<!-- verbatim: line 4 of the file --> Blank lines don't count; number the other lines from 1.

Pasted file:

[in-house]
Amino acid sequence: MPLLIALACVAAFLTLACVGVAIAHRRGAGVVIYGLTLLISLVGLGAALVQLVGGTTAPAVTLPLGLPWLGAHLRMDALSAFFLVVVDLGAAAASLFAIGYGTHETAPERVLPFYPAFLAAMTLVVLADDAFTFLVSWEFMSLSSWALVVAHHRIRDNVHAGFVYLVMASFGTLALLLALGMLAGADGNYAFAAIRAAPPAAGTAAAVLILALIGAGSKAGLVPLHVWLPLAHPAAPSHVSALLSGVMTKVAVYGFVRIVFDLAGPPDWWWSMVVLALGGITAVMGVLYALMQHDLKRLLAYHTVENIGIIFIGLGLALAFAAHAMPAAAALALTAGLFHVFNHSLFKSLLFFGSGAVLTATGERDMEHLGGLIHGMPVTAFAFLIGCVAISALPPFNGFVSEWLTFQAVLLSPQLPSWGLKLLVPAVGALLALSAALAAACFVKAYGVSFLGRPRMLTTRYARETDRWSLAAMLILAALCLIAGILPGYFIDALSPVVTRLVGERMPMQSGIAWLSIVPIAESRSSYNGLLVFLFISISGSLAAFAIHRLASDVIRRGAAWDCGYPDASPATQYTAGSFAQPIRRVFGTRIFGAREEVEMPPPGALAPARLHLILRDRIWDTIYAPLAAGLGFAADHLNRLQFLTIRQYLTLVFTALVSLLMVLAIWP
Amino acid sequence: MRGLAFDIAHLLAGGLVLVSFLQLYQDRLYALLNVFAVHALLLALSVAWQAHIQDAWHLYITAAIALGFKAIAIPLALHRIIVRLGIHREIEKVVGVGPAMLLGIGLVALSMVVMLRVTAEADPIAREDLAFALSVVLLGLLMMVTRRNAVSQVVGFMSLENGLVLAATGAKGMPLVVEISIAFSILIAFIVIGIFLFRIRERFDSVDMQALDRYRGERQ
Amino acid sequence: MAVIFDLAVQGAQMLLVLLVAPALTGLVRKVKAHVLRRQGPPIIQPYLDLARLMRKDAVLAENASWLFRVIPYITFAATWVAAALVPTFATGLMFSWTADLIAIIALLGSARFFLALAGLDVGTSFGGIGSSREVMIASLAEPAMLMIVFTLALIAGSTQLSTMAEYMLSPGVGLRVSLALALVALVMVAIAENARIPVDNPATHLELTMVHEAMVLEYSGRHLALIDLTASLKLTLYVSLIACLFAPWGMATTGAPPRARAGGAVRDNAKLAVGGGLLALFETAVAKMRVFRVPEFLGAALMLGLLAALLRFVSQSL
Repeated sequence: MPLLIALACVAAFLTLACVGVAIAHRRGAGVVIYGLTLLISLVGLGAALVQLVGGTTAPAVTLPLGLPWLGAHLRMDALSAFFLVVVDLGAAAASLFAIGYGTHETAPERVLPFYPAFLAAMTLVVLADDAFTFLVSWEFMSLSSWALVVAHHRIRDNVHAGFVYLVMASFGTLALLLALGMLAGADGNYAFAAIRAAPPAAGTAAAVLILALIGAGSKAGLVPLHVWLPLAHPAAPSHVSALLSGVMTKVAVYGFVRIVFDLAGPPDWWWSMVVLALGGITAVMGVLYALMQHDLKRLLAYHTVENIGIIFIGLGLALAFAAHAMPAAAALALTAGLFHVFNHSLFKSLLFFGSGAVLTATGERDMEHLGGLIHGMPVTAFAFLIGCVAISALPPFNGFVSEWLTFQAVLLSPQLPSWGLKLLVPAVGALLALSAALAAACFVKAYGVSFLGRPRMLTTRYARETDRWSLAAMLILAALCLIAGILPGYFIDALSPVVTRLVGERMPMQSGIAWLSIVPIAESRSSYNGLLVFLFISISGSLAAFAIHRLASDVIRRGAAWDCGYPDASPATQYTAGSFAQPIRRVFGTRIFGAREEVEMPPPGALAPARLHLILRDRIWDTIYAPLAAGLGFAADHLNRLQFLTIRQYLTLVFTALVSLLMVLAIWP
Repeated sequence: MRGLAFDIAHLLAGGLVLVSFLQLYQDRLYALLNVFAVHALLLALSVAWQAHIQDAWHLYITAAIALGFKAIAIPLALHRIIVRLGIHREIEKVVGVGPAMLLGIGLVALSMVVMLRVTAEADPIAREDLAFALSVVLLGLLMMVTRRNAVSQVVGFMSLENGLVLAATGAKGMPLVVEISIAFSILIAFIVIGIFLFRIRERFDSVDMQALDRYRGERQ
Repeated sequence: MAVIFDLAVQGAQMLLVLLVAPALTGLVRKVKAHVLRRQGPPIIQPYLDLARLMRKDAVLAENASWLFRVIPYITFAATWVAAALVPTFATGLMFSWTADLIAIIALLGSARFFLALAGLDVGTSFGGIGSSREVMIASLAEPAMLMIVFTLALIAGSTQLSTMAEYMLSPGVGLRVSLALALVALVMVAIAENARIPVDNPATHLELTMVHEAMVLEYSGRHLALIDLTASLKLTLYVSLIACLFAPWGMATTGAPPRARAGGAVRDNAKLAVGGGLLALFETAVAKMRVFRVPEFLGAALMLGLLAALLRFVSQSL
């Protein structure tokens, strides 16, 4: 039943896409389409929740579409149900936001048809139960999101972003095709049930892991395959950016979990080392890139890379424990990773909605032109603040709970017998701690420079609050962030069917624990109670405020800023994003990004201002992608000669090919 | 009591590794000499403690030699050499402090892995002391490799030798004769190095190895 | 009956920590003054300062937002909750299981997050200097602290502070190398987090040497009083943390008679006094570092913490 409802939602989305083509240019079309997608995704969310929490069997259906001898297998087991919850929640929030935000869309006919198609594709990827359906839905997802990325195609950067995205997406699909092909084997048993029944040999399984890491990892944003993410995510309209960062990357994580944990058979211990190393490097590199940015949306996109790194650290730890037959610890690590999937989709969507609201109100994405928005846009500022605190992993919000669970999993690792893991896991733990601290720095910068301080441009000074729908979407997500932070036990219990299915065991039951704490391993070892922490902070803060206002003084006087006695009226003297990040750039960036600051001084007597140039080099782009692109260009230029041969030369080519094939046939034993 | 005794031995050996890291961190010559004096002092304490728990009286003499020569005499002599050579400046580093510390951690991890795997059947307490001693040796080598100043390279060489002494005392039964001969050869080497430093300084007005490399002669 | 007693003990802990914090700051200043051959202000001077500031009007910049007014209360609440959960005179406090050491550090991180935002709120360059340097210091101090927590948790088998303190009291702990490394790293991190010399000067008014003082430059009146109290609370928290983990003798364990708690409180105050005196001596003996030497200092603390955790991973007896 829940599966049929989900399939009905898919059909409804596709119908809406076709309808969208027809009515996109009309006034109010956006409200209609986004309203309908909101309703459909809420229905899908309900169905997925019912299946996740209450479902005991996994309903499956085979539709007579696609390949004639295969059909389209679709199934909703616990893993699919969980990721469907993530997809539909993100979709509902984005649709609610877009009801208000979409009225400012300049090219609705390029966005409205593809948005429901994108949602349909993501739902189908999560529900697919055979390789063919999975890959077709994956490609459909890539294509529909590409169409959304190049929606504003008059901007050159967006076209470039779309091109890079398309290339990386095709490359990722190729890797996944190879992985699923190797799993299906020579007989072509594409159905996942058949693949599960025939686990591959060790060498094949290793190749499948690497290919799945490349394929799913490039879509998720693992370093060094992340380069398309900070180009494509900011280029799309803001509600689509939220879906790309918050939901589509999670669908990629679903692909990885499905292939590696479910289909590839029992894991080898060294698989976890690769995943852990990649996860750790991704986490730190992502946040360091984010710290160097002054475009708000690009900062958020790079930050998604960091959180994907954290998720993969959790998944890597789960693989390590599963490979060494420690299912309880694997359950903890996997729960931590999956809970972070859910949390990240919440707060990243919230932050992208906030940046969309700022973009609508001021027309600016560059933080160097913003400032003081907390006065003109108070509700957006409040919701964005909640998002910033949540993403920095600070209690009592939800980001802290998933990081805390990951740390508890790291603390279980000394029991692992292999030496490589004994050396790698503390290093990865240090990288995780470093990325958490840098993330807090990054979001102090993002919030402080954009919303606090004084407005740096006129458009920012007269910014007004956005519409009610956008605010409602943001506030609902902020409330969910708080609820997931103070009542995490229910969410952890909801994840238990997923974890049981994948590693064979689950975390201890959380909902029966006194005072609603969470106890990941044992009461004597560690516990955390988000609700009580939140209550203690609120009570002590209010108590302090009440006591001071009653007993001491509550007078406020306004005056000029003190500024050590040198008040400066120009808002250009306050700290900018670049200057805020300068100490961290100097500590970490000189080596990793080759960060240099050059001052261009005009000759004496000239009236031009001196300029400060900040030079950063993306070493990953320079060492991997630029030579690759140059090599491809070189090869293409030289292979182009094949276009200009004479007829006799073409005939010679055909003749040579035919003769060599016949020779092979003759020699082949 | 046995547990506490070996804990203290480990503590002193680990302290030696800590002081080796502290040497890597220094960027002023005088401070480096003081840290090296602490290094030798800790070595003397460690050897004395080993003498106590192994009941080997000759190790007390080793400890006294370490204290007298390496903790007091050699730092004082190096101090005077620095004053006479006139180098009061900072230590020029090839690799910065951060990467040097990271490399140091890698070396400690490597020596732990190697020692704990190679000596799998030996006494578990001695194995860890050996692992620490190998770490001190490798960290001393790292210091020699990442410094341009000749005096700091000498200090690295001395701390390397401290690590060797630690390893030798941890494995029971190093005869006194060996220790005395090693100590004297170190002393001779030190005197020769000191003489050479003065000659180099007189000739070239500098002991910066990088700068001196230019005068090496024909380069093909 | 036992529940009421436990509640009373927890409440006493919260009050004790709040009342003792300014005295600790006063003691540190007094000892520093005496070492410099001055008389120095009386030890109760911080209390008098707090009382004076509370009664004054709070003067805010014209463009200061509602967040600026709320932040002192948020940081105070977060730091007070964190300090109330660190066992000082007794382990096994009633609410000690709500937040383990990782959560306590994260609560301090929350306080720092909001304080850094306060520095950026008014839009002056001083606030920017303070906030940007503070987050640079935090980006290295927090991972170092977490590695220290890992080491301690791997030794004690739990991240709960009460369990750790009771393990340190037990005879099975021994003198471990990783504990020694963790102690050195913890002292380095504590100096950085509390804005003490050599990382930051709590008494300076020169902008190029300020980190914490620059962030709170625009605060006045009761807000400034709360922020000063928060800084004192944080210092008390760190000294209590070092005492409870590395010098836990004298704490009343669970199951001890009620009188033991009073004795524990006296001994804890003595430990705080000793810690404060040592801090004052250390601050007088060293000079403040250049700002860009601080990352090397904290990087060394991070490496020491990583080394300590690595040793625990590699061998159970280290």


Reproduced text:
Amino acid sequence: MAVIFDLAVQGAQMLLVLLVAPALTGLVRKVKAHVLRRQGPPIIQPYLDLARLMRKDAVLAENASWLFRVIPYITFAATWVAAALVPTFATGLMFSWTADLIAIIALLGSARFFLALAGLDVGTSFGGIGSSREVMIASLAEPAMLMIVFTLALIAGSTQLSTMAEYMLSPGVGLRVSLALALVALVMVAIAENARIPVDNPATHLELTMVHEAMVLEYSGRHLALIDLTASLKLTLYVSLIACLFAPWGMATTGAPPRARAGGAVRDNAKLAVGGGLLALFETAVAKMRVFRVPEFLGAALMLGLLAALLRFVSQSL